History

More Freshness

by Don Friedman on February 22, 2018


To continue yesterday’s train of thought, here’s the Chrysler Building in 1930, roughly a year after completion. Again, if you want a very high-resolution copy, click here.

We’re looking northwest to the Chrysler, at 42nd Street and Lexington Avenue. The tall, vertically-striped building on the right is the Daily News building at 42nd and Second; the tall building on the left is the Chanin Building at 42nd and Lexington; and the New York Central building is just visible past Chrysler on its right. All of those buildings are still there, basically unchanged. The two-winged building left of Chrysler, with the tall chimney, is the Commodore Hotel, altered in the late 70s with a glass curtain wall.

The vast majority of other buildings in this photo are gone. They are rowhouses and tenements on side streets in the east 30s and 40s, an area that gradually turned into an extension of the midtown office district. Some are still there, and some were replaced by more modern apartments, but most were replaced by tall office buildings. The low-rise gothic building just west (left) of Daily News is the old PS 27, which has since been replaced by a hotel built in 1980. Obviously, as a neighborhood changes from residential to commercial, buildings that house functions related to residential use – like schools and churches – tend to change use or be replaced.

But the main point, as I discussed yesterday, is how foreign Chrysler, Daily News, and Chanin are relative to the older built environment of the city. Chrysler is sui generis and would look alien in almost any context, but it’s hard to place as a piece of the same city as those tenements in the foreground. In 1930, after forty years of steel-skeleton skyscrapers, they still looked like a foreign intrusion in the city. It was only when the context of the older city was replaced by more skyscrapers that the extreme contrast seen above faded away.

Looking With Fresh Eyes

February 21, 2018

That’s the Singer Tower as seen from Liberty Street, just east of Nassau Street, in 1910. If you’d like to download a ridiculously high-resolution copy, click here and wait a while. This picture emphasizes something that’s easy to forget in 2018, and that’s how alien the early skyscrapers were compared to the cityscape around them. […]

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Before “Presidents Day”

February 19, 2018
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A Cell in an Abandoned Jail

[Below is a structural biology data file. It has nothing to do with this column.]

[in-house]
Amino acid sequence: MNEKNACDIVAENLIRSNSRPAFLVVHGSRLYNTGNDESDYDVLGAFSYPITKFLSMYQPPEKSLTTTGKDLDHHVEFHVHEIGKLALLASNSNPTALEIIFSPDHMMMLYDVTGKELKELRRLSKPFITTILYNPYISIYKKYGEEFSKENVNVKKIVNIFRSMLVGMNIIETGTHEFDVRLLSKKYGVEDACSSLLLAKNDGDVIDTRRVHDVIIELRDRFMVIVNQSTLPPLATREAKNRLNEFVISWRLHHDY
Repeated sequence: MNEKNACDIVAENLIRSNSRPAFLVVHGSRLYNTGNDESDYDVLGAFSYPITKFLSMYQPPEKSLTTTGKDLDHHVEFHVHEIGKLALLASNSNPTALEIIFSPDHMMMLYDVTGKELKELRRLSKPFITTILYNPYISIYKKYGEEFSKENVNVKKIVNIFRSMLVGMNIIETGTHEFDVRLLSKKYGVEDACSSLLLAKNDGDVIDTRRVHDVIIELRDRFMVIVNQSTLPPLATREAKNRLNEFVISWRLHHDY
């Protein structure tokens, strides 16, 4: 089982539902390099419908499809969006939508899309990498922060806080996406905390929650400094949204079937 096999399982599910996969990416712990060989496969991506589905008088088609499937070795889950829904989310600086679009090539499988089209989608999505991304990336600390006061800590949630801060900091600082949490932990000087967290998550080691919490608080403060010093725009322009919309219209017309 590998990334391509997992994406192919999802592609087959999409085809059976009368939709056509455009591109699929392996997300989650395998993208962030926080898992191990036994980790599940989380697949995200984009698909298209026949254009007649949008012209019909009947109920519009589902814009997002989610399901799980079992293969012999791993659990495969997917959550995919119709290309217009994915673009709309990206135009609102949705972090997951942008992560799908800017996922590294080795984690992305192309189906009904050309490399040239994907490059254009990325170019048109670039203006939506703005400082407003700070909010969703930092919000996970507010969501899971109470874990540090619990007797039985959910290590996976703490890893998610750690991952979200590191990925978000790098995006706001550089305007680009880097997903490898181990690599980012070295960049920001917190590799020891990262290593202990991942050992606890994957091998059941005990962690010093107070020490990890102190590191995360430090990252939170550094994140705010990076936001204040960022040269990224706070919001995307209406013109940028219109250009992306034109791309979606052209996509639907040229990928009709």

February 3, 2018

The scars on the far wall, below the graffiti, are where a sink and toilet were once mounted. The bed was on the right. The entire cell is roughly 3 feet by 7 feet. Not all historic structures need to be remembered fondly.

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A Review of a Review

January 28, 2018

The Happy Pontist certainly makes History of the Modern Suspension Bridge by Tadaki Kawada sound like a great read. Another book on my todo list…

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Relative Time

January 27, 2018

I was fooling around with the OldNYC index to the NYPL Digital Collections when I stumbled over the attached photos and caption. The intersection of Kissena Boulevard and Sanford Avenue is right in the heart of downtown Flushing, and a place I must have walked by 8 or 9000 times in the seventeen years I […]

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More Vestiges

January 22, 2018

This is an interesting article by Sarah Bean Apmann for the Greenwich Village Society for Historic Preservation: The Lasting Imprint of Stuyvesant Street. Ms. Apmann is focussed on one of Greenwich Village’s many peculiarities in street layout, but there’s more to discuss in a larger context. First, oddly, Stuyvesant Street does not quite run true east-west. That’s […]

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A New Publication

January 8, 2018

Gabriel Pardo Redondo of OSE and Berta de Miguel Alcalá of Vertical Access‘s – not coincidently, a married couple – have a new paper out in Loggia on preservation engineering in New York. Somehow my name ended up on it, even though Gabi and Berta did about 98 percent of the work. If you go to […]

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The Title Tells It All

January 1, 2018

The caption for this photo at the Library of Congress is “New York, New York. Blowing horns on Bleeker Street on New Year’s Day”. It’s dated 1943. Good enough for me.

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It’s a Date

December 31, 2017

The current 726 Broadway was built in 1917. The Colonnade either moved or disappeared some time earlier, as in 1910 the site was a vacant lot surrounded by a fence covered with ads:

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